Search intent is becoming more and more important. Google is getting better and better at guessing exactly what searchers are looking for when they type in their – sometimes cryptic – search terms. That’s why you need to focus on it as well! What is search intent, again? How do search engines approach user intent? And how can you assess if you target the right type of intent with your content? This post is all about that!
Let’s start with a quick refresher on the term ‘search intent’. You’ll recognize from your own online behavior that each search term is entered with a particular intent in mind. Sometimes, you want to find information. Other times, you’re looking to research or buy a certain product. And don’t forget all those times you enter a brand name because you don’t want to type out the site’s entire URL. We generally distinguish four types of searcher intent: informational, commercial, transactional and navigational. If this is new to you, head over to our SEO basics article on search intent, that’ll make understanding this post a bit easier.
Search engines try to predict user intent
Of course, for each of these four categories of user intent, there can still be a lot of variation in what exactly a user is looking for. Search engines use data to interpret what the dominant intent of a query is. They want to present results that match user intent exactly. Before we can use the search results to create our intent based content, we need to understand how search intent works for different queries.
Search terms with dominant intent
Sometimes, a search term has one dominant interpretation. Those terms can be very straightforward, like [buy King Louie Betty dress] or [symptoms of diabetes]. For the first term, results will mainly show pages offering that particular model of dress for sale, or similar dresses by that brand. For the second, results are filled with answer boxes and websites offering medical information.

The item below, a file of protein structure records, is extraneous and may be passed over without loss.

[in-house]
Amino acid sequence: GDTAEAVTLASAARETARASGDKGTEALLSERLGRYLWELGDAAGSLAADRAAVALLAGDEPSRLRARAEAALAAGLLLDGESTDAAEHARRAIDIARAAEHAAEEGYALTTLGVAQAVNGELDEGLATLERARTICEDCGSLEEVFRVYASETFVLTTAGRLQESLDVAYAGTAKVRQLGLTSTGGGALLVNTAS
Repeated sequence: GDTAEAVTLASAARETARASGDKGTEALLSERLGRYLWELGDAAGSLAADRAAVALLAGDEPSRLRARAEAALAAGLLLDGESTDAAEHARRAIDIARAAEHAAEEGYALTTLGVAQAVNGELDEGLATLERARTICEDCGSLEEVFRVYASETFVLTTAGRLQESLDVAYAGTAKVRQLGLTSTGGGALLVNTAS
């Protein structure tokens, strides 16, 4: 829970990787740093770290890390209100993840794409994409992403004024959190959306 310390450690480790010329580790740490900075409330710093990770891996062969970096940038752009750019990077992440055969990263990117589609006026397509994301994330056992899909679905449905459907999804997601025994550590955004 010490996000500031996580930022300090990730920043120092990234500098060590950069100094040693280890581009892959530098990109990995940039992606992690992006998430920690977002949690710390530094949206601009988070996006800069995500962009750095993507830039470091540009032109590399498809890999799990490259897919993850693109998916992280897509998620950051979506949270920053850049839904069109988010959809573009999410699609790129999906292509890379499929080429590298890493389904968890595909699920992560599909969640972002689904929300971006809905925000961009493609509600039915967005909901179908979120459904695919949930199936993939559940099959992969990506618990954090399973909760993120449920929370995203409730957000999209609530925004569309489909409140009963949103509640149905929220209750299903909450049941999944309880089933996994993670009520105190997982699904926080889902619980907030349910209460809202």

Google also understands the intent behind terms that aren’t as literal. For example, whenever people all over the world enter [white house] as a search term, they’re not looking for information on painting their house white. They want to know something about the residence of the president of the United States, and search engines show results accordingly.
Search terms referring to several entities
In many cases, the same term can be used to look for very different things. Let’s take the search term [Mercury]. Some people will be looking for the planet, others for the element, even others for the Roman god of commerce, and a few might actually be looking for the lead singer of the band Queen. The reason for that is that this one word can be used to describe several distinctly different things – also described as entities. The context makes clear which entity a word is referring to. It’s important to be aware of how this works in search engines.